Off campus

Pizza Machine is feeding the community

 You may have seen a yellow school bus in the parking lot of Broast, on the corner of Walnut and Spring Streets. What you didn’t notice driving by is the hardworking pizza maker Dylon Neumann and his family who run the show.

The Pizza Machine began 18 years ago in a brick and mortar, three-story building in Illinois. Then it moved to Gallatin, and five years later, switched to the bus we see today, bedecked in the musings of strangers with sharpies.

The bus has a unique approach to making profit: no set prices.

“I explain that people should pay what they feel I deserve. I also say if anyone can’t afford to feed themselves or their families then they can come out here and eat for free, ’cause that’s what we are out here to do,” Neumann said.

So how does a business without prices stay afloat? By focusing on one day at a time. He explains that it is all in his fresh ingredients and the way he treats his customers. 

“So it just depends on how well I am able to do my job. If I work hard and am able to impress the customer, and then they pay me enough to keep afloat… Up until now I have been able to do well enough that the community keeps it alive.” explained Neumann.

Dylan Neumann demonstrates his perfect pizza making skills.

The Pizza Machine is an entire family affair. He remembers when his son Peace was first born, Neumann’s wife held the baby in a sling on her back, still making pizzas.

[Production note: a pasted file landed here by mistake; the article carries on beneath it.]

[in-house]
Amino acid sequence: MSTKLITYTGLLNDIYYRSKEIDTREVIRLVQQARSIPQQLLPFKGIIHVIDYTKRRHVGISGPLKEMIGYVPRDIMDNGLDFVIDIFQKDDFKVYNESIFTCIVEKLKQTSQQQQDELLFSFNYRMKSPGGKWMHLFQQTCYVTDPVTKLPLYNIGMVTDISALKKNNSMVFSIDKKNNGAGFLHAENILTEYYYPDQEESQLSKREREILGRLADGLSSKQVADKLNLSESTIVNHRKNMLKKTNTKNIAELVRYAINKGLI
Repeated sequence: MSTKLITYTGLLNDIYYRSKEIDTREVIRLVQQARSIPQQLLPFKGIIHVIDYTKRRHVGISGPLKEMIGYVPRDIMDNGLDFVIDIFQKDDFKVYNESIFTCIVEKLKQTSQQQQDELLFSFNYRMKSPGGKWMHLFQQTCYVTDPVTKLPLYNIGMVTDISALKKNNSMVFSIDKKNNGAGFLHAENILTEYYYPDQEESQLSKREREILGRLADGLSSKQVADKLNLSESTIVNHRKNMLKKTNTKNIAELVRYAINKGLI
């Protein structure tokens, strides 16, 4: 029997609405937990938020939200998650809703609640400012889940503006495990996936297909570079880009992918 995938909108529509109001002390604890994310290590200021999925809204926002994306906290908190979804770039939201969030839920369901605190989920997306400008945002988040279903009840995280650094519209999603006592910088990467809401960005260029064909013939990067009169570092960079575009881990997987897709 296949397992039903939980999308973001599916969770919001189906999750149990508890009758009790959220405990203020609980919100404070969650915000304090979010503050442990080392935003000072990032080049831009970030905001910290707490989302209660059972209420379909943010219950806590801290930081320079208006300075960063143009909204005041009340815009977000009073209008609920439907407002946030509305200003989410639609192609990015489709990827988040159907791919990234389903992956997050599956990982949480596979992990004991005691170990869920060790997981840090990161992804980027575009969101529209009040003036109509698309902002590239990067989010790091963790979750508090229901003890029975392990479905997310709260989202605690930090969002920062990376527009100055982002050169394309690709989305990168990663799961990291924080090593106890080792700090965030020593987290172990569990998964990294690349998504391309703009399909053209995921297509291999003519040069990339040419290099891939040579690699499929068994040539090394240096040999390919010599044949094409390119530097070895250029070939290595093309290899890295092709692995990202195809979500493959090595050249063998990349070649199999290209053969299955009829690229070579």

His older and younger brothers help out as well. Jerry Neumann, the older brother, can be spotted twirling dough through the air atop the bus in a video on The Pizza Machine’s Facebook page.

“My oldest brother Jerry competed in the United States pizza [throwing] team. He was a champion at doing all of that.” says Neumann, smiling.

Broast manager Andy Pitman said that Dylan Neumann reached out to the business about parking there so that he could give pizzas to those affected by the tornado in March.

“We’re happy to have him here. He’s a good guy who cares a lot about people and works hard to care for them in a really unique way. We highly value and care about each of our customers and try to be creative in the way that we do that in our business, so we find it valuable to be associated with someone like Dylan and worth it for us to offer any support that we can,” added Pitman.

Neumann makes his six hour, almost daily commute from his home in Gallatin, to the farmers in Nashville for fresh meat and produce, to the bus in Cookeville to begin his day. 

The Pizza Machine is a bus aimed at supporting the whole community, from farmer to table, no matter what the customer can afford. They are open from 5 p.m. to midnight Friday through Sunday.